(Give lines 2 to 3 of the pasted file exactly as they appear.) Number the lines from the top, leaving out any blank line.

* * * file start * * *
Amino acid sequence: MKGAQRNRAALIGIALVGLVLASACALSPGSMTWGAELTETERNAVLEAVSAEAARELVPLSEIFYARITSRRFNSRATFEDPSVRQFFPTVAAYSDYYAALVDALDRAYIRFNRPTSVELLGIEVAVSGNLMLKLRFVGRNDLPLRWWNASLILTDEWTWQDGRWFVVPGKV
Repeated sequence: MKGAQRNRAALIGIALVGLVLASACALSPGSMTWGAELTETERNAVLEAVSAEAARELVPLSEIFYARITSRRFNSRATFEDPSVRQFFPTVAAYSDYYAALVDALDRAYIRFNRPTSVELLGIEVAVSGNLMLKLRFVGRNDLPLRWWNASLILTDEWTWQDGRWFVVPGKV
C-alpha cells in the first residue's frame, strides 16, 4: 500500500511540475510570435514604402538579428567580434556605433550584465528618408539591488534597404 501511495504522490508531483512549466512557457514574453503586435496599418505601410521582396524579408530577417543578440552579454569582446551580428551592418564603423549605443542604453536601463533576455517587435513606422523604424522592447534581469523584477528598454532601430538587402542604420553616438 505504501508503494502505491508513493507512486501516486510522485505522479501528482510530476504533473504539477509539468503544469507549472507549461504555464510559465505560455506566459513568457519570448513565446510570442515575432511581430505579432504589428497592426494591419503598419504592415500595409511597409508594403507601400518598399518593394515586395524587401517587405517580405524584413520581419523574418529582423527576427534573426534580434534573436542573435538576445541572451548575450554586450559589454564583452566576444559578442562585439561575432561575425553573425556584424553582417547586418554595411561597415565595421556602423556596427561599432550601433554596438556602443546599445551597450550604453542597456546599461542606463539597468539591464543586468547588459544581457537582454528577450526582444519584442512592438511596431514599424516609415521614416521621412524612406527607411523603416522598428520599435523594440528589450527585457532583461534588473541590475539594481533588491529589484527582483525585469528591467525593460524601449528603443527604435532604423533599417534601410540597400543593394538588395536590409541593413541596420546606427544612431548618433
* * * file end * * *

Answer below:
Repeated sequence: MKGAQRNRAALIGIALVGLVLASACALSPGSMTWGAELTETERNAVLEAVSAEAARELVPLSEIFYARITSRRFNSRATFEDPSVRQFFPTVAAYSDYYAALVDALDRAYIRFNRPTSVELLGIEVAVSGNLMLKLRFVGRNDLPLRWWNASLILTDEWTWQDGRWFVVPGKV
C-alpha cells in the first residue's frame, strides 16, 4: 500500500511540475510570435514604402538579428567580434556605433550584465528618408539591488534597404 501511495504522490508531483512549466512557457514574453503586435496599418505601410521582396524579408530577417543578440552579454569582446551580428551592418564603423549605443542604453536601463533576455517587435513606422523604424522592447534581469523584477528598454532601430538587402542604420553616438 505504501508503494502505491508513493507512486501516486510522485505522479501528482510530476504533473504539477509539468503544469507549472507549461504555464510559465505560455506566459513568457519570448513565446510570442515575432511581430505579432504589428497592426494591419503598419504592415500595409511597409508594403507601400518598399518593394515586395524587401517587405517580405524584413520581419523574418529582423527576427534573426534580434534573436542573435538576445541572451548575450554586450559589454564583452566576444559578442562585439561575432561575425553573425556584424553582417547586418554595411561597415565595421556602423556596427561599432550601433554596438556602443546599445551597450550604453542597456546599461542606463539597468539591464543586468547588459544581457537582454528577450526582444519584442512592438511596431514599424516609415521614416521621412524612406527607411523603416522598428520599435523594440528589450527585457532583461534588473541590475539594481533588491529589484527582483525585469528591467525593460524601449528603443527604435532604423533599417534601410540597400543593394538588395536590409541593413541596420546606427544612431548618433